As mentioned above, the friction pads 15a and 16a of the brake shoes 15 and 16 wear and become increasingly thinner with repeated usage of the disc brake assembly 10. When this occurs, the brake shoes 15 and 16 must move closer toward one another when the brake pedal is depressed in order to frictionally engage the rotor 17. Notwithstanding this, the retractor clips 30 are effective to apply substantially the same magnitude of force against the brake shoes 15 and 16 to spread them apart from one another. To accomplish this, the retractor clips 30 are increasingly permanently deformed as the friction pads 15a and 16a wear thinner. Thus, even after substantial wear of the friction pad 15a and 16a has occurred and the retractor clips 30 are increasing permanently deformed, as illustrated in FIG. 6, the retractor clips 30 exert approximately the same amount of force against the brake shoes 15 and 16 as they exerted when the friction pads 15a and 16a were not worn. As a result, the forces exerted by the retractor clips 30 remain sufficient to move the brake shoes 15 and 16 apart from one another by the predetermined clearance X, but insufficient to overcome the roll-back seal 27 to move the piston 25 deeper within the cylindrical recess 26 formed in the inboard leg 23 of the caliper 22, as discussed above.

While the present invention has been illustrated and described in connection with a "sliding" caliper type of disc brake assembly, the invention may be used with other disc brake assemblies. For example, the invention may be used in connection with a "fixed" caliper type of disc brake assembly (not shown). When used on a fixed caliper disc brake assembly, the retractor mechanisms can be supported on and secured to the brake caliper (not shown).

In accordance with the provisions of the patents statues, the principle and mode of operation of this invention have been described and illustrated in its preferred embodiment. However, it must be understood that the invention may be practiced otherwise than as specifically explained and illustrated without departing from the scope or spirit of the attached claims.

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Referenced by
Citing PatentFiling datePublication dateApplicantTitle
US6378665Jun 30, 2000Apr 30, 2002Kelsey-Hayes CompanyPad retraction spring for disc brake assembly
US6719105Jun 26, 2002Apr 13, 2004Kelsey-Hayes CompanyPad retraction spring for disc brake assembly
US7086506 *Mar 26, 2004Aug 8, 2006Kelsey-Hayes CompanyPad retraction spring for a brake shoe assembly and a disc brake assembly
US7318503Apr 26, 2004Jan 15, 2008Akebono Corporation (North America)Pad retaining clips
US7467693 *Jul 22, 2002Dec 23, 2008Akebono Corporation (North America)Disc brake pad return spring
US8376092Feb 10, 2011Feb 19, 2013Akebono Brake Corp.Pad retraction device
US8393441 *Jan 24, 2011Mar 12, 2013Akebono Brake CorporationSpreader spring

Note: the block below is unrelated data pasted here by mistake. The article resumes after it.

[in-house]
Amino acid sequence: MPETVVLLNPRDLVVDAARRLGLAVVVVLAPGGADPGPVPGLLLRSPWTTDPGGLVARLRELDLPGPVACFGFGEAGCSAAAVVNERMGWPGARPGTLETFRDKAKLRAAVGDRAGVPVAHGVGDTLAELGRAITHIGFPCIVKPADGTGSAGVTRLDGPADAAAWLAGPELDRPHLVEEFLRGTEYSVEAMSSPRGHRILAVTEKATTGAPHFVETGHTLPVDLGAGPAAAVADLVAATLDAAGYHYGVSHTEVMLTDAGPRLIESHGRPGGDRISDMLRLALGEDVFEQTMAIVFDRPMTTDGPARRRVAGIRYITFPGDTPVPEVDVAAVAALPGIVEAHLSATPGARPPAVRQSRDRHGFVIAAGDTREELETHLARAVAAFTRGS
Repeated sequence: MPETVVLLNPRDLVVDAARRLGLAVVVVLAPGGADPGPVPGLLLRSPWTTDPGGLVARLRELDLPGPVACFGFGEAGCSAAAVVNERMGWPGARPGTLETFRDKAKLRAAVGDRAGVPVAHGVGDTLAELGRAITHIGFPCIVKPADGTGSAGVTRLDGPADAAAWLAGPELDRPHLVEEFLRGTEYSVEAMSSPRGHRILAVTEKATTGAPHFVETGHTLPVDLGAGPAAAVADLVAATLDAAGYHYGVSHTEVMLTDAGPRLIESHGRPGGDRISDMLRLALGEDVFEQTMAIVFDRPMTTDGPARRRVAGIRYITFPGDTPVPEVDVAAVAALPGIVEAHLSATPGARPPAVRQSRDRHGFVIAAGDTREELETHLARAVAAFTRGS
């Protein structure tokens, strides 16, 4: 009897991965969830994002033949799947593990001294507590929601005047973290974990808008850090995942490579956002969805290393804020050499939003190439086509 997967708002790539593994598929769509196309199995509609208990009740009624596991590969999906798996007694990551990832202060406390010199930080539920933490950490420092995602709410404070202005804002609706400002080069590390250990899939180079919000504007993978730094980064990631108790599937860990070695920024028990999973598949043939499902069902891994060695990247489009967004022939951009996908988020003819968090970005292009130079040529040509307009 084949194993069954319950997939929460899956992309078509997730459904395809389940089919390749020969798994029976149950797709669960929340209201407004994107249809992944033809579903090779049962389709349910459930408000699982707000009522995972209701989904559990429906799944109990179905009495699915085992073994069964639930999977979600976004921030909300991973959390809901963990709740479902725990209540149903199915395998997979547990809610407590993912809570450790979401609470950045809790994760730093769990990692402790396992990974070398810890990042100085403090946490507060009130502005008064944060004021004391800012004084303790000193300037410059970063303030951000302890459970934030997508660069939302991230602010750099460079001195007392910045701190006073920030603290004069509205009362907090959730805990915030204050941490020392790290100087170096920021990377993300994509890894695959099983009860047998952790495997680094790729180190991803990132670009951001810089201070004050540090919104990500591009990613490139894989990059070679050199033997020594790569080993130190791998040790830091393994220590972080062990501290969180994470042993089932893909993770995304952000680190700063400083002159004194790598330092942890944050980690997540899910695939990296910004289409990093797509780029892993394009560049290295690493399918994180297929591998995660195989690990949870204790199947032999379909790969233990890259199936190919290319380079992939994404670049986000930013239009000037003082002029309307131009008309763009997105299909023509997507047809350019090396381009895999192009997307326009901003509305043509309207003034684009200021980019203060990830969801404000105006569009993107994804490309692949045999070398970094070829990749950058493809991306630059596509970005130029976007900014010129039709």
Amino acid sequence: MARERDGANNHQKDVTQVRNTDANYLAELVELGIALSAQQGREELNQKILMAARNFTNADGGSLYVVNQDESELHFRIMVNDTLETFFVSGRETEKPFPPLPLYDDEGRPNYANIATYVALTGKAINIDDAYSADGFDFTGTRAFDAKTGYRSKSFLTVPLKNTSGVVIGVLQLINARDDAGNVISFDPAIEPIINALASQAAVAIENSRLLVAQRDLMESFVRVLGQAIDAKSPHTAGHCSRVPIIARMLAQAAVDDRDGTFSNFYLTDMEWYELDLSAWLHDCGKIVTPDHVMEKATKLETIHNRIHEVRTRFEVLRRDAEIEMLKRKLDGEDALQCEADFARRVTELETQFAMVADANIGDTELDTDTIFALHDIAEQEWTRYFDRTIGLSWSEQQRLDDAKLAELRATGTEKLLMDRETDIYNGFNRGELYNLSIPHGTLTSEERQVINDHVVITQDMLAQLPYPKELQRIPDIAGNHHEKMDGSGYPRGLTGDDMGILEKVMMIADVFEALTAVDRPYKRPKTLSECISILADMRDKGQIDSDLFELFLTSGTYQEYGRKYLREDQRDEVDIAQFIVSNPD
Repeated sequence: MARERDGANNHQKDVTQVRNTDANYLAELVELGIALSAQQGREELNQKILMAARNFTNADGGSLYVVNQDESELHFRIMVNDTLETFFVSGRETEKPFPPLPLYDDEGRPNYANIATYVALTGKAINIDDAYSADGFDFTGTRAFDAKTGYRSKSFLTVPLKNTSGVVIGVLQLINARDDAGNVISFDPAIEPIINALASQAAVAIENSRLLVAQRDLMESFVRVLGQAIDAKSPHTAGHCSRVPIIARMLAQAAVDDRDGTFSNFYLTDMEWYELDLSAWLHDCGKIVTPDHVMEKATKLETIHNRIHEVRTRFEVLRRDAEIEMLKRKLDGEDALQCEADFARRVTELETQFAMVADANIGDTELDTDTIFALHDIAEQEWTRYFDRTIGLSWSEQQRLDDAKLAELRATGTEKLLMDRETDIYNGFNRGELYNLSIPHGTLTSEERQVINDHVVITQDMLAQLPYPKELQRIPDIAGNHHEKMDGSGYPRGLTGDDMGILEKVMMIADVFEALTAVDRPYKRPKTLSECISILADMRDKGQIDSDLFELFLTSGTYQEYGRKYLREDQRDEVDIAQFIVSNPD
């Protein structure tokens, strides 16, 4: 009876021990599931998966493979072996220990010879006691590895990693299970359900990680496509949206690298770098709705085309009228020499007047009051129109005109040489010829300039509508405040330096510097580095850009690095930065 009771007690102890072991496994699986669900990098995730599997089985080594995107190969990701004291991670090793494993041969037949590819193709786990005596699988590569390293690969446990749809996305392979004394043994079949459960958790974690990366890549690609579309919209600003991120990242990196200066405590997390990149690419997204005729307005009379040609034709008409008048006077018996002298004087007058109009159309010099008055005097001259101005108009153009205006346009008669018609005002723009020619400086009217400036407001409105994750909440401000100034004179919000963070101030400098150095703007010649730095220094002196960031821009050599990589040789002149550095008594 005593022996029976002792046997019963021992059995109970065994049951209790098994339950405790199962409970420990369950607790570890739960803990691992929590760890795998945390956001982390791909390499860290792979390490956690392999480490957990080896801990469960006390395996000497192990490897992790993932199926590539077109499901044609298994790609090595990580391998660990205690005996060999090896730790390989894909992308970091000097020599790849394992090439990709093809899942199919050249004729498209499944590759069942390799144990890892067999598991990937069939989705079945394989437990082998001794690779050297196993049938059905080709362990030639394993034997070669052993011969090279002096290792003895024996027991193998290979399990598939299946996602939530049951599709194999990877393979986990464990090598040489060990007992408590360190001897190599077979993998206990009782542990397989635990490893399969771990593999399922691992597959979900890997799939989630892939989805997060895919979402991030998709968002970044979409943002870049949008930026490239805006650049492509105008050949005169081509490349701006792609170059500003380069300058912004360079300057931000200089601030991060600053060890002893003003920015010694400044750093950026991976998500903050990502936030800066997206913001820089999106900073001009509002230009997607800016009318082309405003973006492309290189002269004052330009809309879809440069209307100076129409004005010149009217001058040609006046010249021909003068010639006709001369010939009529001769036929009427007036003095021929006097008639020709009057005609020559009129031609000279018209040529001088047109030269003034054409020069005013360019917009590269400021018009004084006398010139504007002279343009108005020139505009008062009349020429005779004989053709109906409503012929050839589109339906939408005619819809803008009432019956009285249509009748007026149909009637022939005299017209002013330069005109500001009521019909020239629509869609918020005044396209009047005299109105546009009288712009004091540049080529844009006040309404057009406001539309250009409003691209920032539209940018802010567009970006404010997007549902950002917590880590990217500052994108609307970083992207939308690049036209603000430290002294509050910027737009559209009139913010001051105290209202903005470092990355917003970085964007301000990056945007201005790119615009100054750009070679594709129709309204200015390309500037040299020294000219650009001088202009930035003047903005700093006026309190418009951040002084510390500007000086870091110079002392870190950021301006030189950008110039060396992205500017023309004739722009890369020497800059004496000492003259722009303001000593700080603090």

US8397880May 27, 2010Mar 19, 2013Akebono Brake CorporationPad retraction device
US8540060 *Jan 20, 2010Sep 24, 2013Hitachi Automotive Systems, Ltd.Disk brake
US20100187050 *Jan 20, 2010Jul 29, 2010Hitachi Automotive Systems, Ltd.Disk brake
US20110094834 *Apr 7, 2010Apr 28, 2011Performance Friction CorporationBrake caliper with brake pad timing and retraction controller
US20120186917 *Jan 24, 2011Jul 26, 2012Akebono CorporationSpreader spring
US20130081911 *Oct 4, 2012Apr 4, 2013Mando CorporationDisc brake
DE102012016737A1 *Aug 23, 2012Feb 27, 2014Lucas Automotive GmbhScheibenbremse für ein Kraftfahrzeug mit plastisch deformierbarer Rückstellfeder und Rückstellfeder
EP1336055A1 *Oct 18, 2001Aug 20, 2003Akebono Corporation North AmericaSpring for retracting and retaining a pad in a caliper type disc brake assembly
WO2002033282A1 *Oct 18, 2001Apr 25, 2002Akebono Corp North AmericaSpring for retracting and retaining a pad in a caliper type disc brake assembly
WO2012174031A2 *Jun 13, 2012Dec 20, 2012Anstro Manufacturing, Inc.Friction pad spreader, assembly including same and method of mounting thereof
Classifications
U.S. Classification188/72.3, 188/216, 188/73.38
International ClassificationF16D55/224, F16D65/02
Cooperative ClassificationF16D65/097
European ClassificationF16D65/097
Legal Events
DateCodeEventDescription
Oct 26, 2004FPExpired due to failure to pay maintenance fee
Effective date: 20040827
Aug 27, 2004LAPSLapse for failure to pay maintenance fees
Mar 17, 2004REMIMaintenance fee reminder mailed
Apr 28, 2003ASAssignment
Owner name: JPMORGAN CHASE BANK, NEW YORK
Free format text: THE US GUARANTEE AND COLLATERAL AGREEMENT;ASSIGNOR:KELSEY-HAYES COMPANY;REEL/FRAME:014022/0236
Effective date: 20030228
Owner name: JPMORGAN CHASE BANK 270 PARK AVENUENEW YORK, NEW Y
Free format text: THE US GUARANTEE AND COLLATERAL AGREEMENT;ASSIGNOR:KELSEY-HAYES COMPANY /AR;REEL/FRAME:014022/0236
Jan 26, 2000FPAYFee payment
Year of fee payment: 4
Dec 1, 1994ASAssignment
Owner name: KELSEY-HAYES COMPANY, MICHIGAN
Free format text: ASSIGNMENT OF ASSIGNORS INTEREST;ASSIGNOR:EVANS, ANTHONY C.;REEL/FRAME:007236/0781
Effective date: 19941107